It’s like clockwork: As NATO’s late June summit in Madrid approaches, the debate over whether allies spend too little on defense grows louder. NATO defense ministers pledged in 2006 to spend at least 2 percent of their nation’s gross domestic product on their defense annually. Today that’s become a totemic object for the alliance—especially for Americans who insist that others are spending too little. There is a certain truth in that, but there are much more pressing concerns for NATO than tracking this figure. Leaders should be asking harder questions about how the money is being spent and how the security burden can be shared, not obsessing about who’s giving their fair share.

The pledge was reaffirmed in 2014 at NATO’s Wales summit by alliance leaders, because NATO states were collectively failing to meet the 2006 commitment, thanks to decades of chronic underinvestment by European states on their militaries, which, unsurprisingly, led to significant capability gaps in their ability to conduct military operations. This, in turn, meant that the United States, which spends more than 3 percent annually, was absorbing the lion’s share of the costs associated with securing Europe. As the argument went in 2014, the United States would be much more amenable to continuing its investment in trans-Atlantic security if NATO nations would just spend at least 2 percent of their GDP on defense.

Getting all NATO heads of state to agree to the 2 percent minimum target was a laudable achievement—and one that might not have happened if Russia hadn’t invaded Ukraine earlier that year. But the 2 percent target has proved to be both operationally insufficient and strategically counterproductive. Ultimately, without some serious adjustments to the strategic debates, a focus on the 2 percent minimum target only severely hurts NATO’s relevance—and public support for the alliance.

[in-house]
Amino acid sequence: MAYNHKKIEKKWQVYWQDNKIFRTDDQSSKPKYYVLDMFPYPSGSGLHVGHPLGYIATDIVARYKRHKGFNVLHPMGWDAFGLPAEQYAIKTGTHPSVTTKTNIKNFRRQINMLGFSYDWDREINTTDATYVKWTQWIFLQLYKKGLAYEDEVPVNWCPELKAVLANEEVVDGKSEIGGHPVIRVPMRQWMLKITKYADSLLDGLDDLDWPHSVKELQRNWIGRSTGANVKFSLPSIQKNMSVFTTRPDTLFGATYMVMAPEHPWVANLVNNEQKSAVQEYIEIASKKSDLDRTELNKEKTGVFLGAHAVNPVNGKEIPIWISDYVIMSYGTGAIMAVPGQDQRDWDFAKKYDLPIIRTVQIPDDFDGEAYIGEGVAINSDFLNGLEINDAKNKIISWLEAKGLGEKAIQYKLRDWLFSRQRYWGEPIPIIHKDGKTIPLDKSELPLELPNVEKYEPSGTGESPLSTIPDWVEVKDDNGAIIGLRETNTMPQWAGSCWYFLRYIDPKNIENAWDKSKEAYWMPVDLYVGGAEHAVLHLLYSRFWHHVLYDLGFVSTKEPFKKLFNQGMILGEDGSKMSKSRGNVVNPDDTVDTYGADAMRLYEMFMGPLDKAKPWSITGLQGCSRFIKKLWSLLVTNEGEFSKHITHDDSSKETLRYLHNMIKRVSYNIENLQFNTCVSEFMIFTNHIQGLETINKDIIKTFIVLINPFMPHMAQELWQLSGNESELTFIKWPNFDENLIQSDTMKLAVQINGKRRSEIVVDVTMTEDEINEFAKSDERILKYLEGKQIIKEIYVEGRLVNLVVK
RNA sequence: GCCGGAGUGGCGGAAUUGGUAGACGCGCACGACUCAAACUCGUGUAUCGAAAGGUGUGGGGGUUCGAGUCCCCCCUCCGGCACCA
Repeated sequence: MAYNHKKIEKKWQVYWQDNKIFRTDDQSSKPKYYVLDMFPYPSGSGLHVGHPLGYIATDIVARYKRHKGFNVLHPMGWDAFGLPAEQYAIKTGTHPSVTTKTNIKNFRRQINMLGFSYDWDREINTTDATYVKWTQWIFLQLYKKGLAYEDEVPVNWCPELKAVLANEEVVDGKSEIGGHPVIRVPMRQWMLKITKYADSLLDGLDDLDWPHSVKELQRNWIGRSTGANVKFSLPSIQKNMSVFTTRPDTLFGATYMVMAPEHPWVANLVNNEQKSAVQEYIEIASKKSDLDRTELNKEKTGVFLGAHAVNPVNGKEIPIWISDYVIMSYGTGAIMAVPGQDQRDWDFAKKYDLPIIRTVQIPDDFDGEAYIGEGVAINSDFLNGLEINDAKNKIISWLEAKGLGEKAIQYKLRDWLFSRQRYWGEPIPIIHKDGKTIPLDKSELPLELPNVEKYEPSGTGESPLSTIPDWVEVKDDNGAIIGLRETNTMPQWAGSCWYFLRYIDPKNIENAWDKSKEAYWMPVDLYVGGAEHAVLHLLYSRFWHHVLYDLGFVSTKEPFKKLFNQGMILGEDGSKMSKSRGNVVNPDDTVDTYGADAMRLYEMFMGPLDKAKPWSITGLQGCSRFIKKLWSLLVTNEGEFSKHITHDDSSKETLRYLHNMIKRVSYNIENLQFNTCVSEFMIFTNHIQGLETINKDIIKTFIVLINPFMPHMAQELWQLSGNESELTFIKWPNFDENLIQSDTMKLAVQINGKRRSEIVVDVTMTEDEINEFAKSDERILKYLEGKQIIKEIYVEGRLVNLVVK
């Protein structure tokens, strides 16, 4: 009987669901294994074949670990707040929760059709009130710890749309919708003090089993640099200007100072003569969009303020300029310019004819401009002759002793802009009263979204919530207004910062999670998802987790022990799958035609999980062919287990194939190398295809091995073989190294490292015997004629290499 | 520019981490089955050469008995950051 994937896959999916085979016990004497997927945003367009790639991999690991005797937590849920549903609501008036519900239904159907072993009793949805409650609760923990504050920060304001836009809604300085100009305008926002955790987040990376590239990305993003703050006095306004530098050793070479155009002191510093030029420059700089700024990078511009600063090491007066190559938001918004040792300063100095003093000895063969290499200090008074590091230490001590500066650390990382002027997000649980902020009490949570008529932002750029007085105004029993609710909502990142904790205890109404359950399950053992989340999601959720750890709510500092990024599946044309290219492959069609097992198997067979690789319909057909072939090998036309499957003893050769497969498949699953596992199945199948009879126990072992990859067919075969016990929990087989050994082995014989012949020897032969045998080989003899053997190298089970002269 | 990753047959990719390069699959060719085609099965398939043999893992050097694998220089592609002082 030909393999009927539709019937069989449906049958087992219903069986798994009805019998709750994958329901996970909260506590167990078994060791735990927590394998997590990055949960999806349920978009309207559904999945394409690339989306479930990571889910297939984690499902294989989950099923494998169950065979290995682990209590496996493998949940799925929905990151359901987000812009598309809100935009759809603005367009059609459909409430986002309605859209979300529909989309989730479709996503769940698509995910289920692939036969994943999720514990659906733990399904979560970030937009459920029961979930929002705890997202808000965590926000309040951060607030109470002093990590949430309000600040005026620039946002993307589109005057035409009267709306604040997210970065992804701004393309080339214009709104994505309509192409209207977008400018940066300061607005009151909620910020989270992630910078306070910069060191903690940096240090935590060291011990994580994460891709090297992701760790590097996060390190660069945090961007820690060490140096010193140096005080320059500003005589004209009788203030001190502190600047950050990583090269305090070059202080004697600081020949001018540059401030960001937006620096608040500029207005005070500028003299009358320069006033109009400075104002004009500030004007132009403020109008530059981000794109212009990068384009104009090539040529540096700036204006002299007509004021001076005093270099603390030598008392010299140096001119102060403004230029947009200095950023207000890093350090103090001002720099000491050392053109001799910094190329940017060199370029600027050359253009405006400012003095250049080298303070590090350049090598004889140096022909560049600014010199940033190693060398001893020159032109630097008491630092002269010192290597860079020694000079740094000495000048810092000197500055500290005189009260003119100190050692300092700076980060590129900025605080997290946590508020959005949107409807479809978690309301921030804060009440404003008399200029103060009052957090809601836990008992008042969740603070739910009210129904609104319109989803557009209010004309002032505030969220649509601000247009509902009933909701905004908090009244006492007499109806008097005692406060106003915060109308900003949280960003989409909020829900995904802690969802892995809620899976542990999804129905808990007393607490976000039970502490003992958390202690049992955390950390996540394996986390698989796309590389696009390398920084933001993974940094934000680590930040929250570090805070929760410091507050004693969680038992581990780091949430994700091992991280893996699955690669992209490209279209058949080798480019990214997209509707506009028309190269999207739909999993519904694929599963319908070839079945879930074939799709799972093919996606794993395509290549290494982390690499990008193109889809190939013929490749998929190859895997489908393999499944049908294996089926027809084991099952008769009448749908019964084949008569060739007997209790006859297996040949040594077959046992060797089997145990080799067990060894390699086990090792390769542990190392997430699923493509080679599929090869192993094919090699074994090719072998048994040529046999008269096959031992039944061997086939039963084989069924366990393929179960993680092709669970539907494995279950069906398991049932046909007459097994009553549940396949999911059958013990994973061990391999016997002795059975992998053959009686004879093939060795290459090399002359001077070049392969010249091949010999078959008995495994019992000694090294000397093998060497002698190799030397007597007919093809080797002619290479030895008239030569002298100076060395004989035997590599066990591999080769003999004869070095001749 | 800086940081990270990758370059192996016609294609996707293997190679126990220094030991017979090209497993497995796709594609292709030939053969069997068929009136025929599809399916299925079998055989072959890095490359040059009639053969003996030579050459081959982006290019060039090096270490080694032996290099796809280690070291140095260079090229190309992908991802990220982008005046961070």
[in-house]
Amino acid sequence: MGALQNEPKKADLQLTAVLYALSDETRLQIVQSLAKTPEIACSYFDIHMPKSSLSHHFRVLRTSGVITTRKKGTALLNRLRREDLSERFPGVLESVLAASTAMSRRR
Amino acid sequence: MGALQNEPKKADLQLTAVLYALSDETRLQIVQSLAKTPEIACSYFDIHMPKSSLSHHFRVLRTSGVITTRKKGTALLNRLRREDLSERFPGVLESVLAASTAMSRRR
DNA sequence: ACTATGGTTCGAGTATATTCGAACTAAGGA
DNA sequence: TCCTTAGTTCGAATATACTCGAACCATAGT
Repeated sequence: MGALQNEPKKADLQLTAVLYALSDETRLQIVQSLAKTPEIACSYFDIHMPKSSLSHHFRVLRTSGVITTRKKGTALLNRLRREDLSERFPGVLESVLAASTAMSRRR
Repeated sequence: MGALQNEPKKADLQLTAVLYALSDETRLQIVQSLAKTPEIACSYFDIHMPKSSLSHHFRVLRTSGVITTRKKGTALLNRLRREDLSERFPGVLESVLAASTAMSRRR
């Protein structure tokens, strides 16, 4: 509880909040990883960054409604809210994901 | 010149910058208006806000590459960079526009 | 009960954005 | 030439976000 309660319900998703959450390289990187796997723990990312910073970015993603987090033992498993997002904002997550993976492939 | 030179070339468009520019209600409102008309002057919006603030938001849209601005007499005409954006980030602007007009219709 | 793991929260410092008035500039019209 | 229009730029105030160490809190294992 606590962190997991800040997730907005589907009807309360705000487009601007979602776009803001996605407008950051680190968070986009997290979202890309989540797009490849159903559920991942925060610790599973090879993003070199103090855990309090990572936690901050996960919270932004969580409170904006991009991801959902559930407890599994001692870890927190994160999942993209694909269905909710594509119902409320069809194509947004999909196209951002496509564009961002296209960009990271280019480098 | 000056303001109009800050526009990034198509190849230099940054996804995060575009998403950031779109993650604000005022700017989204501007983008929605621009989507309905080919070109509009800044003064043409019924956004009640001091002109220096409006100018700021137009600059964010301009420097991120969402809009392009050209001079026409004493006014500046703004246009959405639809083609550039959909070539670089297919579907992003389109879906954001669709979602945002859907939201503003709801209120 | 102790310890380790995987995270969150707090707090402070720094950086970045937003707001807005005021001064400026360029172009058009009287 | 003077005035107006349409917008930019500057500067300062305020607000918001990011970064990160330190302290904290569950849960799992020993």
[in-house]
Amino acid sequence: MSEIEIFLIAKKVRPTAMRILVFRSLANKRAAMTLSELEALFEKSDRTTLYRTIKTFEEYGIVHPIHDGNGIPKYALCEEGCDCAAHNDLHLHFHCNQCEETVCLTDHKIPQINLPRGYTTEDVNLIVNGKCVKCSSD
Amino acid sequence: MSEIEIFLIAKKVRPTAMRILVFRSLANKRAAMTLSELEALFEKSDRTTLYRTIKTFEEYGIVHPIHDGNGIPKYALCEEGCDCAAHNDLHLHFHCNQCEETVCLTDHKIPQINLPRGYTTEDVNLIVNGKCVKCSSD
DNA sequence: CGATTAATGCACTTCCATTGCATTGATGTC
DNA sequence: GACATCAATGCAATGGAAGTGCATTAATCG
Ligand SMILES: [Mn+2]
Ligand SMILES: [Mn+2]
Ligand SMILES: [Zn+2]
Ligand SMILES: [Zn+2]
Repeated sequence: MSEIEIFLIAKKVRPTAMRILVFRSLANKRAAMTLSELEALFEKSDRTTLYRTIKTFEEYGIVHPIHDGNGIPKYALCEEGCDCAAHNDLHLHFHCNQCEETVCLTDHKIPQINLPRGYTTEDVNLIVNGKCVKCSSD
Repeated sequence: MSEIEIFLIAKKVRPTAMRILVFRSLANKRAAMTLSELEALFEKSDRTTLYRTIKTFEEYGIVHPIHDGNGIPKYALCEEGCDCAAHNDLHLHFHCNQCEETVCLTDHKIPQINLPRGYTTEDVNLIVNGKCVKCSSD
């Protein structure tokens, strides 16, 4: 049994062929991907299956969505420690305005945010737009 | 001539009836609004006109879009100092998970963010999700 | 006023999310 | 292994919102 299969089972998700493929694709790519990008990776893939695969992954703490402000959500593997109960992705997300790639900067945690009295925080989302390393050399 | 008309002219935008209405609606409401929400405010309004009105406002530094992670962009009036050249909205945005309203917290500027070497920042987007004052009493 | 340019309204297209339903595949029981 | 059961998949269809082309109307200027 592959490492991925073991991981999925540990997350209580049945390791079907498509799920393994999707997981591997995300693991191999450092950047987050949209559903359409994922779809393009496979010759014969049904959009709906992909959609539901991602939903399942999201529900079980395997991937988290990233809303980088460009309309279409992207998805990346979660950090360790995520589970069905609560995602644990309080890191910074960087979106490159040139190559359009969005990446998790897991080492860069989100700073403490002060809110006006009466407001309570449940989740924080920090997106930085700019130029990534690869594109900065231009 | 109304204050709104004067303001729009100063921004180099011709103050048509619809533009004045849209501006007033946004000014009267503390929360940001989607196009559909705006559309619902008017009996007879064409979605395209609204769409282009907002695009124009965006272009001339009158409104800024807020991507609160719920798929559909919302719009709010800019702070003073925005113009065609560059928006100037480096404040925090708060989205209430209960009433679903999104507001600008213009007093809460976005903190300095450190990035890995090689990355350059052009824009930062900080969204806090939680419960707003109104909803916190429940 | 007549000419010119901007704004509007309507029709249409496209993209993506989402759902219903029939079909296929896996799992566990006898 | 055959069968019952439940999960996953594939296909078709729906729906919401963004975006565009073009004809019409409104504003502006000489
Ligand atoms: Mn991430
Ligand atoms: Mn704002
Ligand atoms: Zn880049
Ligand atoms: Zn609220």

The 2 percent minimum target was largely intended as a political mechanism—for example, to help defense ministries fend off budget cuts imposed by finance ministers. But 2 percent is an input rather than an output metric. In other words, how that 2 percent is spent is considerably more important than whether countries are spending enough. Although there’s a hearty debate about how much of Russia’s ham-handed approach to its war against Ukraine is due to technological weakness versus Russian strategic incompetence, there is no question that some defense investments need to be rethought, including those needed for stronger territorial defense—including maritime and airspace defense—of a soon-to-expanded northeastern NATO border.